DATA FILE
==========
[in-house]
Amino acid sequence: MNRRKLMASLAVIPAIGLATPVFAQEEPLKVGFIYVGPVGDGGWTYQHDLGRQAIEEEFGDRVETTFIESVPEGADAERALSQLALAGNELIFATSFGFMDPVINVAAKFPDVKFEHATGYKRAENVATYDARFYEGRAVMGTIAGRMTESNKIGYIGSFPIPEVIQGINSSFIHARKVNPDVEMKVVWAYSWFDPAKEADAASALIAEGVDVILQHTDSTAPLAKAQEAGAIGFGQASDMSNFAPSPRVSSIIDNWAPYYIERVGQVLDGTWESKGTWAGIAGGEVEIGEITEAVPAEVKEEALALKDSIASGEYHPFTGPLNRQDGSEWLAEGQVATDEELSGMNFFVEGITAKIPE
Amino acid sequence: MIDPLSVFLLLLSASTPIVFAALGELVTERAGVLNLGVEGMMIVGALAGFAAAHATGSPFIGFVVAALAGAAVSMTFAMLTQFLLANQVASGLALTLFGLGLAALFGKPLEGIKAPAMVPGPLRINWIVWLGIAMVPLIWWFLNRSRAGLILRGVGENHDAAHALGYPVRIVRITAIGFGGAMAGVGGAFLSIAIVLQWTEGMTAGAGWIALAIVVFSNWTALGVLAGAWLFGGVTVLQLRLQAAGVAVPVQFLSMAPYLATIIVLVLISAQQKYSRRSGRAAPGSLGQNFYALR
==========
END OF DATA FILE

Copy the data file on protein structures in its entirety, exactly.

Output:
[in-house]
Amino acid sequence: MNRRKLMASLAVIPAIGLATPVFAQEEPLKVGFIYVGPVGDGGWTYQHDLGRQAIEEEFGDRVETTFIESVPEGADAERALSQLALAGNELIFATSFGFMDPVINVAAKFPDVKFEHATGYKRAENVATYDARFYEGRAVMGTIAGRMTESNKIGYIGSFPIPEVIQGINSSFIHARKVNPDVEMKVVWAYSWFDPAKEADAASALIAEGVDVILQHTDSTAPLAKAQEAGAIGFGQASDMSNFAPSPRVSSIIDNWAPYYIERVGQVLDGTWESKGTWAGIAGGEVEIGEITEAVPAEVKEEALALKDSIASGEYHPFTGPLNRQDGSEWLAEGQVATDEELSGMNFFVEGITAKIPE
Amino acid sequence: MIDPLSVFLLLLSASTPIVFAALGELVTERAGVLNLGVEGMMIVGALAGFAAAHATGSPFIGFVVAALAGAAVSMTFAMLTQFLLANQVASGLALTLFGLGLAALFGKPLEGIKAPAMVPGPLRINWIVWLGIAMVPLIWWFLNRSRAGLILRGVGENHDAAHALGYPVRIVRITAIGFGGAMAGVGGAFLSIAIVLQWTEGMTAGAGWIALAIVVFSNWTALGVLAGAWLFGGVTVLQLRLQAAGVAVPVQFLSMAPYLATIIVLVLISAQQKYSRRSGRAAPGSLGQNFYALR